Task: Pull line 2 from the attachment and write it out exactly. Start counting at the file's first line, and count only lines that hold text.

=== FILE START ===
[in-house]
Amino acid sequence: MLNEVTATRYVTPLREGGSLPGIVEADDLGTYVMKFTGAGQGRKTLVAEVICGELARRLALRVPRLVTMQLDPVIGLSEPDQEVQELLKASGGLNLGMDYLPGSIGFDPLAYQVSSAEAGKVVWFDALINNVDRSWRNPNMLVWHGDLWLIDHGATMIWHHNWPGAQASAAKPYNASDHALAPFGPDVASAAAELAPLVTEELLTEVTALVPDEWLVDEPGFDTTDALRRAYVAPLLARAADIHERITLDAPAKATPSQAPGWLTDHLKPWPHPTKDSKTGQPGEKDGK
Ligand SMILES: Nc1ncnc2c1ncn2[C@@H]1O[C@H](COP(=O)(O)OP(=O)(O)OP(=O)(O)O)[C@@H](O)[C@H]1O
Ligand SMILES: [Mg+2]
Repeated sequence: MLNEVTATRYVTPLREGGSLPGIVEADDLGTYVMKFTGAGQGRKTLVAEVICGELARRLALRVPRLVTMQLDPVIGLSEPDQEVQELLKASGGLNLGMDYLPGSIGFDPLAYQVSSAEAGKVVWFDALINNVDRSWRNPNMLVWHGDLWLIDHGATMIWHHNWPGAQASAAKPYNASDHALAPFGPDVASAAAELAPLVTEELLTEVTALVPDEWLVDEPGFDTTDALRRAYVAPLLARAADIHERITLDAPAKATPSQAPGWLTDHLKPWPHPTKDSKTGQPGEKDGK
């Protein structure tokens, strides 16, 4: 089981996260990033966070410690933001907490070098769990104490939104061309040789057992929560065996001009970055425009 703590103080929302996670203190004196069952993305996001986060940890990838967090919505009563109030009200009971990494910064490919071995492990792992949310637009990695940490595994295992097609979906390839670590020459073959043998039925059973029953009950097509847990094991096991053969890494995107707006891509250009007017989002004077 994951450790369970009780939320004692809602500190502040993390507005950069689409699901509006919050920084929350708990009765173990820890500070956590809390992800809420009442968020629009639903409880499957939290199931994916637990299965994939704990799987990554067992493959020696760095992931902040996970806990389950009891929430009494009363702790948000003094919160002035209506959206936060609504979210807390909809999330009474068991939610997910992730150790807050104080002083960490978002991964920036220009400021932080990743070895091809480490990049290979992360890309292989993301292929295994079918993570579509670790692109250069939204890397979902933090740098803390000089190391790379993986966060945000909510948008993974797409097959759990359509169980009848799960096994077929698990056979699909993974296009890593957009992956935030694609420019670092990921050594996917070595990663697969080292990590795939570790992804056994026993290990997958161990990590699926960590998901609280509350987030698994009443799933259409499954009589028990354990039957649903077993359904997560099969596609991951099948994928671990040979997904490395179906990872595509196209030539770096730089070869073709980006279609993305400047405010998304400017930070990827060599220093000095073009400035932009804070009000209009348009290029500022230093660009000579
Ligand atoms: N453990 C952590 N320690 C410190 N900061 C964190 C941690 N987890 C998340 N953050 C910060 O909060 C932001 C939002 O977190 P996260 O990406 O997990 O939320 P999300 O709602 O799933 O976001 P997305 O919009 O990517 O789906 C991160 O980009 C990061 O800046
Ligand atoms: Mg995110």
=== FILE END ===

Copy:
Amino acid sequence: MLNEVTATRYVTPLREGGSLPGIVEADDLGTYVMKFTGAGQGRKTLVAEVICGELARRLALRVPRLVTMQLDPVIGLSEPDQEVQELLKASGGLNLGMDYLPGSIGFDPLAYQVSSAEAGKVVWFDALINNVDRSWRNPNMLVWHGDLWLIDHGATMIWHHNWPGAQASAAKPYNASDHALAPFGPDVASAAAELAPLVTEELLTEVTALVPDEWLVDEPGFDTTDALRRAYVAPLLARAADIHERITLDAPAKATPSQAPGWLTDHLKPWPHPTKDSKTGQPGEKDGK